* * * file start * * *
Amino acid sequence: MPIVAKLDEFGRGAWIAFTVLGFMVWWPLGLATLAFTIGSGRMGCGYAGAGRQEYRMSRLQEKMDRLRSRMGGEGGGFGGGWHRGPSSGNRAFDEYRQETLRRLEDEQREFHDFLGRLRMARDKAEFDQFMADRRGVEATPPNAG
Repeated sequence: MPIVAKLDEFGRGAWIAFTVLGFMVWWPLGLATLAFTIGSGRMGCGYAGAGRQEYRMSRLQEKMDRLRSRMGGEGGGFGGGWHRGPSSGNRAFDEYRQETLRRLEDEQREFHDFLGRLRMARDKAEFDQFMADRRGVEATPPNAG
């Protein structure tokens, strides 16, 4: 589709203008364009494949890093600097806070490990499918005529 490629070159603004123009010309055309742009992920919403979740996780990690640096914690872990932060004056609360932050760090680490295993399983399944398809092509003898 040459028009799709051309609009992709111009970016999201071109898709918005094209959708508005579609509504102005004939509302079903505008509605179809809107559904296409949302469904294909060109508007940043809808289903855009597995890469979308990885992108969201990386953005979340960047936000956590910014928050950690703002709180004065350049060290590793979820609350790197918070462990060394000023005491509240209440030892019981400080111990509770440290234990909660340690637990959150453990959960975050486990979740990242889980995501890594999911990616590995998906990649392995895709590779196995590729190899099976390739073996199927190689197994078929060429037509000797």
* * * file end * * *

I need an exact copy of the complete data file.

Amino acid sequence: MPIVAKLDEFGRGAWIAFTVLGFMVWWPLGLATLAFTIGSGRMGCGYAGAGRQEYRMSRLQEKMDRLRSRMGGEGGGFGGGWHRGPSSGNRAFDEYRQETLRRLEDEQREFHDFLGRLRMARDKAEFDQFMADRRGVEATPPNAG
Repeated sequence: MPIVAKLDEFGRGAWIAFTVLGFMVWWPLGLATLAFTIGSGRMGCGYAGAGRQEYRMSRLQEKMDRLRSRMGGEGGGFGGGWHRGPSSGNRAFDEYRQETLRRLEDEQREFHDFLGRLRMARDKAEFDQFMADRRGVEATPPNAG
């Protein structure tokens, strides 16, 4: 589709203008364009494949890093600097806070490990499918005529 490629070159603004123009010309055309742009992920919403979740996780990690640096914690872990932060004056609360932050760090680490295993399983399944398809092509003898 040459028009799709051309609009992709111009970016999201071109898709918005094209959708508005579609509504102005004939509302079903505008509605179809809107559904296409949302469904294909060109508007940043809808289903855009597995890469979308990885992108969201990386953005979340960047936000956590910014928050950690703002709180004065350049060290590793979820609350790197918070462990060394000023005491509240209440030892019981400080111990509770440290234990909660340690637990959150453990959960975050486990979740990242889980995501890594999911990616590995998906990649392995895709590779196995590729190899099976390739073996199927190689197994078929060429037509000797």